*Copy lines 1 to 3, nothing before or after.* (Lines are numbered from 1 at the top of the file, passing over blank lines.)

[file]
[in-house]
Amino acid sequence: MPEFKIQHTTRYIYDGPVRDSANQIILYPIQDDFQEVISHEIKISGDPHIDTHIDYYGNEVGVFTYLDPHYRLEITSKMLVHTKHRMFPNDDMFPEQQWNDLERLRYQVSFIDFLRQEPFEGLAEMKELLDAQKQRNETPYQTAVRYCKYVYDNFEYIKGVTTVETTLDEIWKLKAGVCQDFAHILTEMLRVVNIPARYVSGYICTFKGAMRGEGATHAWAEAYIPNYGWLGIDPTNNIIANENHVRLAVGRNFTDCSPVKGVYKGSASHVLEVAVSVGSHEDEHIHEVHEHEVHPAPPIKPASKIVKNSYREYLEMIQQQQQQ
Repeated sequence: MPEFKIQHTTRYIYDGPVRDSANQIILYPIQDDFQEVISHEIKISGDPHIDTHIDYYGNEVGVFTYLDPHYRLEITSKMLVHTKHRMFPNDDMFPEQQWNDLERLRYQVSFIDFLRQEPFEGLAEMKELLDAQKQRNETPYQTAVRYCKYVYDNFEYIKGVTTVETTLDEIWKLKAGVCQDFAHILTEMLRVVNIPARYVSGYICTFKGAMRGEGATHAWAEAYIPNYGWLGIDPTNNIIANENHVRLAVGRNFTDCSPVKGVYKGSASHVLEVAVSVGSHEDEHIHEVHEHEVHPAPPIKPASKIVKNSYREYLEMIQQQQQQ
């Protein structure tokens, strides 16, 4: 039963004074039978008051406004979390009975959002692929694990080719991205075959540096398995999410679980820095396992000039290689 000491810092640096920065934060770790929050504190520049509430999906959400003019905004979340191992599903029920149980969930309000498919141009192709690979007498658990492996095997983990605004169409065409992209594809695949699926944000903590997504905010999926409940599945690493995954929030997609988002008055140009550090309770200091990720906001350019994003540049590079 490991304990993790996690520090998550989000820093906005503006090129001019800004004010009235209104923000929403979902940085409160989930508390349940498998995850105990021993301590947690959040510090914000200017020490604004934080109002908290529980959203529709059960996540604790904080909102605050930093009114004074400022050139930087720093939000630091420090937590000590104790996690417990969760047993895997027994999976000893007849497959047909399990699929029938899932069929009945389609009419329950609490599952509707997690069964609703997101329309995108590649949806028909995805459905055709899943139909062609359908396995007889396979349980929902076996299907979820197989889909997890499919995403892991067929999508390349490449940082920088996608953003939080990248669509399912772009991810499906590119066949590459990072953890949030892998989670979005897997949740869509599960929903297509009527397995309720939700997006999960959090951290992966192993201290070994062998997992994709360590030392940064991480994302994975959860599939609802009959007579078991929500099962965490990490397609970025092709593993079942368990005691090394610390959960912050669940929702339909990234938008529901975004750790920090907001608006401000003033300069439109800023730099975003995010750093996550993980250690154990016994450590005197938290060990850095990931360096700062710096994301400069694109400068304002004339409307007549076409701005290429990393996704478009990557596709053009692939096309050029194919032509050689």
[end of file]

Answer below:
[in-house]
Amino acid sequence: MPEFKIQHTTRYIYDGPVRDSANQIILYPIQDDFQEVISHEIKISGDPHIDTHIDYYGNEVGVFTYLDPHYRLEITSKMLVHTKHRMFPNDDMFPEQQWNDLERLRYQVSFIDFLRQEPFEGLAEMKELLDAQKQRNETPYQTAVRYCKYVYDNFEYIKGVTTVETTLDEIWKLKAGVCQDFAHILTEMLRVVNIPARYVSGYICTFKGAMRGEGATHAWAEAYIPNYGWLGIDPTNNIIANENHVRLAVGRNFTDCSPVKGVYKGSASHVLEVAVSVGSHEDEHIHEVHEHEVHPAPPIKPASKIVKNSYREYLEMIQQQQQQ
Repeated sequence: MPEFKIQHTTRYIYDGPVRDSANQIILYPIQDDFQEVISHEIKISGDPHIDTHIDYYGNEVGVFTYLDPHYRLEITSKMLVHTKHRMFPNDDMFPEQQWNDLERLRYQVSFIDFLRQEPFEGLAEMKELLDAQKQRNETPYQTAVRYCKYVYDNFEYIKGVTTVETTLDEIWKLKAGVCQDFAHILTEMLRVVNIPARYVSGYICTFKGAMRGEGATHAWAEAYIPNYGWLGIDPTNNIIANENHVRLAVGRNFTDCSPVKGVYKGSASHVLEVAVSVGSHEDEHIHEVHEHEVHPAPPIKPASKIVKNSYREYLEMIQQQQQQ